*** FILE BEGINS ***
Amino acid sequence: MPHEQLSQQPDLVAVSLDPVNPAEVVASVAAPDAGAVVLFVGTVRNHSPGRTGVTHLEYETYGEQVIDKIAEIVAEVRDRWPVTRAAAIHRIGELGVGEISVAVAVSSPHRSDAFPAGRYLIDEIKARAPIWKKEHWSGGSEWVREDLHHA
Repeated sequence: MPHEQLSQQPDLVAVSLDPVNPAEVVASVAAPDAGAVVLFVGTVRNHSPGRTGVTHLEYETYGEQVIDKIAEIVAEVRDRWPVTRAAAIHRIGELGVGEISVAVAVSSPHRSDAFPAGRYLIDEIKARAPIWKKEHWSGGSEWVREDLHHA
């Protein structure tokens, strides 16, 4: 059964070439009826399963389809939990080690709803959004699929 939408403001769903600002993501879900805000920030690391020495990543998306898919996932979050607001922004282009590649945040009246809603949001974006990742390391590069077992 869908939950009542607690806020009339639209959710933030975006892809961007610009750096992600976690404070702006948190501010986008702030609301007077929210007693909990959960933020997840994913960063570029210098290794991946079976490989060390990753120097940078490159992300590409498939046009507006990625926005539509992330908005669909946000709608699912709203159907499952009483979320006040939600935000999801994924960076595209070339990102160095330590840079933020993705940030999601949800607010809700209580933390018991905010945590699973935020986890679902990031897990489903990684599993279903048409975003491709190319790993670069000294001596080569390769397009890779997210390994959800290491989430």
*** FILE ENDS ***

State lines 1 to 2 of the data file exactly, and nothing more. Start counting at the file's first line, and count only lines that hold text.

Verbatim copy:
Amino acid sequence: MPHEQLSQQPDLVAVSLDPVNPAEVVASVAAPDAGAVVLFVGTVRNHSPGRTGVTHLEYETYGEQVIDKIAEIVAEVRDRWPVTRAAAIHRIGELGVGEISVAVAVSSPHRSDAFPAGRYLIDEIKARAPIWKKEHWSGGSEWVREDLHHA
Repeated sequence: MPHEQLSQQPDLVAVSLDPVNPAEVVASVAAPDAGAVVLFVGTVRNHSPGRTGVTHLEYETYGEQVIDKIAEIVAEVRDRWPVTRAAAIHRIGELGVGEISVAVAVSSPHRSDAFPAGRYLIDEIKARAPIWKKEHWSGGSEWVREDLHHA